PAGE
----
Meet The Zimbabwean Teen Fighting Child Marriage With Taekwondo
In Epworth, a town that lies in the Southeast of Harare, the Capital of Zimbabwe, 17-year-old Natsiraishe Maritsa is leading a small band of young girls as they practice Taekwondo. Maritsa has always been a fan of the art since the age of 5. Now, she teaches it to other girls. However, her reason is far beyond self-defense. It is her way of fighting child marriage in Zimbabwe.
Meet the Zimbabwean Teen Using Taekwondo to Fight Child Marriage https://t.co/6iM5iQzHV9 #Zimbabwe #ChildMarriage #StopChildMarriage @taekwondokidzw pic.twitter.com/molf21titq
— allAfrica.com (@allafrica) April 19, 2021
Child Marriage In Zimbabwe
Zimbabwe is among several African nations where child marriage is rampant, despite being outlawed. Prior to the 2016 constitutional amendment, girls could be legally married at the age of 16. However, this was struck out and the legal age for marriage is now 18 years.
Day 14 of 365, Natsiraishe Maritsa, aka @taekwondokidzw, shares more on how she is using the power of Taekwondo to promote girl empowerment and prevent early marriages in her community in Epworth #Zimbabwe. #WhyNot365 #WithHer @GlobalSpotlight @euinzim @UN pic.twitter.com/MyQIeYYPke
— UN Zimbabwe (@UNZimbabwe) January 14, 2021
In the rural communities of Zimbabwe, this odious act is still being practiced. Girl children are still being given off to marriage at a very early age. The number one reason for this being poverty. Zimbabwe is not facing this alone. Child marriages are still prevalent in many African countries. According to UNICEF, child marriage is prevalent in West and Central Africa where about 41% of girls marry before the age of 18. With Niger, Chad, and Central Africa Republic (CAR) taking the lead.
The Impact Of Child Marriage
Poverty and religion are among the top reasons for child marriages in Africa. Many poor families especially those in the rural areas are desperate. The high birth rate and low income put these families at risk of starvation. Many of them resort to marrying off their children to survive on the proceeds of the marriage or to reduce the number of dependents in the family.
The rates of Child marriages in Zimbabwe are extraordinarily high 1 in every 3 Zimbabwean girls will marry before age 18. By responsive & proactive measures against child marriage, girls will be empowered by maintaining good health, get access to education @SafeSpeak @WomenEmpow pic.twitter.com/yxWV3oVTPw
— PHOEBE Zimbabwe (@PhoebeZimbabwe) April 14, 2021
On the other hand, religious believes also influence child marriages. Many religious sects are known to encourage early child marriage. The consequences of child marriage are often severe. First, the girls have to drop out of school. It is difficult for young mothers to cope with school while taking on the responsibilities of being a mother. Also, they are several cases of neglect, abuse, marital rape, and health-related issues.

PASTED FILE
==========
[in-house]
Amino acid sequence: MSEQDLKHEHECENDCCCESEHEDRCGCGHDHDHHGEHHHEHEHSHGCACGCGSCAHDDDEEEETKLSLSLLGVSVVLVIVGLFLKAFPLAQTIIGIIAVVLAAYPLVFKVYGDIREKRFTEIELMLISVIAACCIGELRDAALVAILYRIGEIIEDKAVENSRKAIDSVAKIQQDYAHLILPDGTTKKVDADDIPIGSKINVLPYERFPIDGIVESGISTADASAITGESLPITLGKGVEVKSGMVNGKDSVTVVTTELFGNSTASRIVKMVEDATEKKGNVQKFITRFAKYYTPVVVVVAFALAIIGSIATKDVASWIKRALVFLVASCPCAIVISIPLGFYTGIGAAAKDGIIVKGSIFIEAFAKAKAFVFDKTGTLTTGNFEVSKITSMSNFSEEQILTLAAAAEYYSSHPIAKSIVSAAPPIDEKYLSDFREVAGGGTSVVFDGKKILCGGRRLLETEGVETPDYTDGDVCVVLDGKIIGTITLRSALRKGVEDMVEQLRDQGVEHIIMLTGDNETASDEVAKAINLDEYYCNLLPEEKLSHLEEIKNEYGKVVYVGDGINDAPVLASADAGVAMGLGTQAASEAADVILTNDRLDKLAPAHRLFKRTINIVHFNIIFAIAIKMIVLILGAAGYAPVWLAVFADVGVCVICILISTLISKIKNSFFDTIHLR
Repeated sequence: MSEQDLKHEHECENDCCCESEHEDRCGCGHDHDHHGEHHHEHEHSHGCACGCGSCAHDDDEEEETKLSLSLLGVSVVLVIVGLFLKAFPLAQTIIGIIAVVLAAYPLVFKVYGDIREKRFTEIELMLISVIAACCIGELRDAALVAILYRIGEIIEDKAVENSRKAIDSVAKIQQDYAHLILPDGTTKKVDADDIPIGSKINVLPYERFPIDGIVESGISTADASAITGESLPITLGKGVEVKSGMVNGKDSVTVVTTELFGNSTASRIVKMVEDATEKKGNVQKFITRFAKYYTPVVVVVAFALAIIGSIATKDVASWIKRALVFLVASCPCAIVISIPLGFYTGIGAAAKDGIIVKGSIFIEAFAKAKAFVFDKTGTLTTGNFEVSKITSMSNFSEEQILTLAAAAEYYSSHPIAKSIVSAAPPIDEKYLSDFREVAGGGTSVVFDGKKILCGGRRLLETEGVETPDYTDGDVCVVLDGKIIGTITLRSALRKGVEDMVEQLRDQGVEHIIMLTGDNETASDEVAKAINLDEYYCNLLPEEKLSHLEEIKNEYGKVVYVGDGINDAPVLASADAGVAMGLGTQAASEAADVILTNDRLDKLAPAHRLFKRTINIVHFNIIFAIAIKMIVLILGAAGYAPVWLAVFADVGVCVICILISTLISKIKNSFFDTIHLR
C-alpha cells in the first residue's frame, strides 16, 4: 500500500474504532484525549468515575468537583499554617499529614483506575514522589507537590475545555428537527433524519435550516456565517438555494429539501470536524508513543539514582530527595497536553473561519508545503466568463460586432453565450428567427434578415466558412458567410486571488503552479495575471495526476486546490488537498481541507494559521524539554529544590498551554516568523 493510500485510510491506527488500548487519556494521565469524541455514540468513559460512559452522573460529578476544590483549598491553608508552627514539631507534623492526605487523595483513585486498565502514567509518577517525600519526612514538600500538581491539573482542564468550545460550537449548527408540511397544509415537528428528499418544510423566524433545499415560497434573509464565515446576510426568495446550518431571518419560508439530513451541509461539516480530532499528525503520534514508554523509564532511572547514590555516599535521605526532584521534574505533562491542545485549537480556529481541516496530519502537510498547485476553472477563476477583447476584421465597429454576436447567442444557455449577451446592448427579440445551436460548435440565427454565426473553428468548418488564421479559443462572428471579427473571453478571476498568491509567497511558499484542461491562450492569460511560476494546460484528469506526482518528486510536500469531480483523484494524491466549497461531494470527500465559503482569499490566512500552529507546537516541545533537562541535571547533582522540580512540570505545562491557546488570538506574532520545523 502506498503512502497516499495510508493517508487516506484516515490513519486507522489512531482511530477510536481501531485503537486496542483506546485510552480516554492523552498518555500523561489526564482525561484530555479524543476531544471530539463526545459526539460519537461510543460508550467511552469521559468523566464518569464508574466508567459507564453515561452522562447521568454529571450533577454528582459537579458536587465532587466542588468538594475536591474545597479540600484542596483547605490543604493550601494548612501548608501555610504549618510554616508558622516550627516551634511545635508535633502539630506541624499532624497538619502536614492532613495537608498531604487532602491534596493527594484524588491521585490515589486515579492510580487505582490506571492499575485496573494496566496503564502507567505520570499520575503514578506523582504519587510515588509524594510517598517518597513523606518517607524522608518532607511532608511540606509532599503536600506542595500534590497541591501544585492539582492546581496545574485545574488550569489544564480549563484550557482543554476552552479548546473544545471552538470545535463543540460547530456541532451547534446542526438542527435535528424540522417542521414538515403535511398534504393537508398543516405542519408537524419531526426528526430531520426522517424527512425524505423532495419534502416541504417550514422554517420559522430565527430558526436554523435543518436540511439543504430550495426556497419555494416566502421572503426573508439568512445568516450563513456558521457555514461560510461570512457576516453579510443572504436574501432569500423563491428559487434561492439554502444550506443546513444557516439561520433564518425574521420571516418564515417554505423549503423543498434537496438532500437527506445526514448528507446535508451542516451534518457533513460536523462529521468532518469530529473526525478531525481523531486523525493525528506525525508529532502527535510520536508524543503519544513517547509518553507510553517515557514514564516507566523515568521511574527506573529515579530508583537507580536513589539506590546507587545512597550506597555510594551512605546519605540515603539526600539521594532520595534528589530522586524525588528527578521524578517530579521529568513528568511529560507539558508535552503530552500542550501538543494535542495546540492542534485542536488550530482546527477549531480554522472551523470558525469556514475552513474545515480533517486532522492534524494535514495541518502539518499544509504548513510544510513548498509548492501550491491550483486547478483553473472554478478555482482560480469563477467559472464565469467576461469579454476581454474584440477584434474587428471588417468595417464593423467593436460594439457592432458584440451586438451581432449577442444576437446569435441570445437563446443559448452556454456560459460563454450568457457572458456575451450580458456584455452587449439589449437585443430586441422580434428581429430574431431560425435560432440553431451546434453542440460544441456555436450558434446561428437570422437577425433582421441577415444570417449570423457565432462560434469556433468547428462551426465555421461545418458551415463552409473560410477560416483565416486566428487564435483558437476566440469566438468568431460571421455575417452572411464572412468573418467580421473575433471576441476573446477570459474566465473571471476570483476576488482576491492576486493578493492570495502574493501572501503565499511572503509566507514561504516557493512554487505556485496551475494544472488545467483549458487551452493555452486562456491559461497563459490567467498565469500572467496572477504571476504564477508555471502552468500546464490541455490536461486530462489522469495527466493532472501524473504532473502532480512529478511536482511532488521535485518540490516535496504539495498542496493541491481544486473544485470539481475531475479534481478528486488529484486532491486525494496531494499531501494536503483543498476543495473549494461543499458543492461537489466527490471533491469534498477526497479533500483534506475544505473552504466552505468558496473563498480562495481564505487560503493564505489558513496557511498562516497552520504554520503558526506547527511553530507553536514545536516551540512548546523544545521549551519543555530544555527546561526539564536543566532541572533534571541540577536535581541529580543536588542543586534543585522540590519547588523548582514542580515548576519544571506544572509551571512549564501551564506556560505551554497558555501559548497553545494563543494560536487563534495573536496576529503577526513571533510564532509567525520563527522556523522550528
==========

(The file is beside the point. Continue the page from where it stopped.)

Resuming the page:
How Natsiraishe Maritsa Is Fighting Against Child Marriage In Zimbabwe
Maritsa’s plan is simple but genius. She draws these young girls in with the art of taekwondo. According to her,
“Not many people do taekwondo here, so it’s fascinating for the girls, both married and single. I use it to get their attention”.
Her band of girls, some of who are just 4 years old, consists of former schoolmates and other girls who are interested in learning taekwondo. While curiosity is the first step in bringing these girls together. Maritsa then encourages each one to share their stories and experiences in marriage.
Meet some of our members
NAME: Shamiso Chipeni
Married at : 15
Marital status: Married
Current Age: 19
Number of Children: 2#NoToChildmarriages #Zimbabwe #consent #Epworth pic.twitter.com/Mc19TwjV8t
— Natsiraishe Maritsa (@taekwondokidzw) January 18, 2021
This helps to discourage the young unmarried girls from taking the same path in life. In an interview with AP, Maritsa explains how she uses the voices and stories of these burdened young girls to discourage and fight against the prevalence of child marriage. She referred to her sessions after the training as a “safe place” for the girls. This isn’t far from the truth as these girls readily pour their hearts out to each other.
#Zimbabwe welcome to our world
We are your kids and we humbly request your help to in the form of knowledge on how to run a chicken or detergents making project or any other project.
We also appeal for funding for these projects. pic.twitter.com/Eydeg06O22
— Natsiraishe Maritsa (@taekwondokidzw) January 21, 2021
Hope For The Future
Together with her band of girls, Maritsa formed an association called Vulnerable Underaged People’s Auditorium. Her plan is to build hope and confidence in the young girls through taekwondo and the group discussions that follow. The sessions are held in the house where Maritsa lives with her parents. Its small size limits the number of participants in each session to just 15. However, Maritsa isn’t deterred by her limited resources. She’s determined to keep fighting with what she has.
Despite her best efforts, Maritsa agrees that there is still much to be done to eliminate the negative perceptions held by these young girls. Many of them have been brainwashed especially by religious and cultural upbringing. Also, the devastating effects of the COVID-19 virus worsen the already dreadful situation. The mandatory lockdown resulting from the pandemic could undo what she has worked so hard to achieve.
This is because Maritsa had to put her sessions on hold and many of the young girls will be spending so much time at home with families that are struggling financially. However, Maritsa’s resolve is unwavering as she hopes to resume her sessions once the lockdown is lifted. Hopefully, Maritsa’s story will inspire others to join the fight and end this violation of the girl child’s right.